If the notices are mailed to participants, a single notice can be provided to a covered Medicare individual and their dependents, unless it is known that a spouse or dependent resides at a different address than the participant.  CMS has provided model notices on their website; plan sponsors should carefully review and customize these notices to ensure they accurately reflect plan provisions.  In addition to providing Medicare-eligible individuals with annual notices of prescription drug coverage status, all plan sponsors are responsible for disclosing whether such plan is creditable or non-creditable to the Centers for Medicare and Medicaid Services (CMS).  The plan sponsor has 60 days after the beginning of each plan year to complete the Creditable Coverage Disclosure Form on the CMS Creditable Coverage website.

Please note that MZQ Consulting automatically provides the required Medicare D notices to all clients using our Compass or Compass Plus products.

Medical Loss Ratio Rebate Guidelines

Many sponsors of fully insured health plans either already have or will soon receive checks from their insurance carriers, along with a notice informing them that the check is a medical loss ratio (MLR) rebate. Plan sponsors should receive these checks by September 30, 2022. The MLR rules implemented as part of health care reform are designed to ensure that insurance carriers spend no more than a specified percentage of premiums collected on overhead-type expenses. Carriers must issue a rebate check in cases when this percentage is exceeded.

Plan sponsors who receive MLR rebates generally have a fiduciary duty to handle the funds in accordance with certain guidelines. The following section provides a brief overview of the administrative rules plan sponsors should follow when processing these carrier rebates.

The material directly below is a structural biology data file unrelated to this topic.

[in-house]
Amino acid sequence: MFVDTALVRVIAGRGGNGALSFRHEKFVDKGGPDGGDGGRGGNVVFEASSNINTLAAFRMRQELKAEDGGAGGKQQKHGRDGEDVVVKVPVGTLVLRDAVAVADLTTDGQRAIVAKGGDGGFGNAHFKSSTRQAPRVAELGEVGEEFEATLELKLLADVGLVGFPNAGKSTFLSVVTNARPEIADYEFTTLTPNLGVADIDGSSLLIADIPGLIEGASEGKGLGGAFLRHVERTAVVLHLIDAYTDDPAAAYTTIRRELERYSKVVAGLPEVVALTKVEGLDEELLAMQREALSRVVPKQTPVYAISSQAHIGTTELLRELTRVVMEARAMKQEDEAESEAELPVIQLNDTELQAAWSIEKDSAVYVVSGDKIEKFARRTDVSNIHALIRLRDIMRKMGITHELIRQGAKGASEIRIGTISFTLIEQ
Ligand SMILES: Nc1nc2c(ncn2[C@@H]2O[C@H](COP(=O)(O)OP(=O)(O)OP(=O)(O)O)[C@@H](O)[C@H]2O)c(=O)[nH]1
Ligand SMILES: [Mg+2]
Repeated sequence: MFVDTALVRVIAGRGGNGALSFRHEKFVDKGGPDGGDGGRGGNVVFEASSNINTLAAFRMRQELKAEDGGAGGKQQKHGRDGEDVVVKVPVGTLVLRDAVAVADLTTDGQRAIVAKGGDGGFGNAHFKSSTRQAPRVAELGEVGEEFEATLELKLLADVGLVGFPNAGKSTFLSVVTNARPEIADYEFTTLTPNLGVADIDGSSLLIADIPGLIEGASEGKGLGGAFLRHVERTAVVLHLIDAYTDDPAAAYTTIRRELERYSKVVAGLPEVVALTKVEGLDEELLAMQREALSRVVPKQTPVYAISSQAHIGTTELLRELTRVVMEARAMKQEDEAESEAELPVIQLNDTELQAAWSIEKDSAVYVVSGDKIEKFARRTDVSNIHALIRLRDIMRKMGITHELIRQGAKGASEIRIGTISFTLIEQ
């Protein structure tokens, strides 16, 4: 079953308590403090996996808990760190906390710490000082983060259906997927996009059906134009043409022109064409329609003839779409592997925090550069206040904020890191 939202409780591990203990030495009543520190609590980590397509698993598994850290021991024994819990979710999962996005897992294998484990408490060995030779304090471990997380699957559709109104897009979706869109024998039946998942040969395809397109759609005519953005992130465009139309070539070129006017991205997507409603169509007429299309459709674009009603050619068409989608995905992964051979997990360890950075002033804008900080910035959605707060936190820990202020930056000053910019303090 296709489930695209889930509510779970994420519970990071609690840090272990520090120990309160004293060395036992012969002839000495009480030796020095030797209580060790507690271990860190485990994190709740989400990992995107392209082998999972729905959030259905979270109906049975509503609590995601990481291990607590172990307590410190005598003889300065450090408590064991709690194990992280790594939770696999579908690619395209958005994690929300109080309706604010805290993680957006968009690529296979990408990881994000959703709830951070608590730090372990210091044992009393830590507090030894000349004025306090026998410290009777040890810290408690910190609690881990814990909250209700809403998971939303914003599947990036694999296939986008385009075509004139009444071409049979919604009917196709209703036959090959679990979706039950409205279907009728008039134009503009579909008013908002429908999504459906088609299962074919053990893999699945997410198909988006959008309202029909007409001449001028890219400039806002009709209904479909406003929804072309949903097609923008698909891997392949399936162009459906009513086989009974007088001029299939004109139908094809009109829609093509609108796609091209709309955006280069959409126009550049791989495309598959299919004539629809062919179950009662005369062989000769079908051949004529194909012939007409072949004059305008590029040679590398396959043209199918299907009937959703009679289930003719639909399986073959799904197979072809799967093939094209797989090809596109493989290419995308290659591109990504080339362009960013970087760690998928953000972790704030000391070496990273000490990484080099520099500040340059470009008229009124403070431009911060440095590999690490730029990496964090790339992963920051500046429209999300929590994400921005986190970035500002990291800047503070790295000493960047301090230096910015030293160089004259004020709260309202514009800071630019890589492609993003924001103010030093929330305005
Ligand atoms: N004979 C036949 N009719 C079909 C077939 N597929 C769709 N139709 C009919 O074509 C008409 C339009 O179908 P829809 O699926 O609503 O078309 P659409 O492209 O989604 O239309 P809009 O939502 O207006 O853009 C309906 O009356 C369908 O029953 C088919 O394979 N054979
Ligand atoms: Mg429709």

Does the employer have a wrap plan in place allocating rebates to employer contributions first?

(The answer to this is YES if they have the MZQ plan.)

If yes, did the employer contribute MORE than the value of the rebate?

If yes, the rebate is payable to the employer’s GENERAL ASSETS. Employers can choose how to handle the rebate, including distribute it to plan participants if that is the group’s preference.

If groups do not have a wrap plan with this specific language…

  • This rebate should be considered a plan asset subject to the exclusive benefit rule, which requires that such assets be used exclusively for the benefit of participants and their beneficiaries.
  • If the plan sponsor, aka the employer, has a wrap plan document in place and it does not have this specific language allocating rebates to employer contributions first, they should follow any rules the document outlines for distributing MLR rebates to employees.
  • If there is no wrap plan in place, or if the document does not address MLR rebate distributions, the employer will need to exercise discretion in accordance with the guidelines detailed below when determining how to allocate the credit and be sure to document their process.
  • Allocation options include:
    • Paying affected employees directly
    • Using the rebate funds for future premium reductions
    • Using the money for benefit enhancements
  • The federal government urges employers to select the first option, which involves providing each participant with a check for his/her share of the credit (this is taxable income). This is often also the simplest approach for processing the rebate.
  • The employer can decide if they would like to distribute the rebate evenly among affected employees or use a weighted average based on the amount each employee paid (i.e., single rate versus family rate).
  • The rebate can go to current plan participants- groups do not need to locate former employees, COBRA participants, etc. to distribute the funds (though they may if they so choose).
  • Plan sponsors have 90 days to distribute rebates to employees.

Additional Guidance Issued on Surprise Billing Protections

By: Jessica Waltman, Principal, Forward Health Consulting

The Consolidated Appropriations Act of 2021 (CAA) introduced numerous protections against surprise billing for plan participants that impact group health plans, health insurance issuers, and providers.  The federal Departments of Health and Human Services, Labor, and Treasury recently released a document discussing frequently asked questions (FAQs) about these surprise billing protections that provides clarity on a number of topics within the regulations.  The key points from this guidance are outlined below.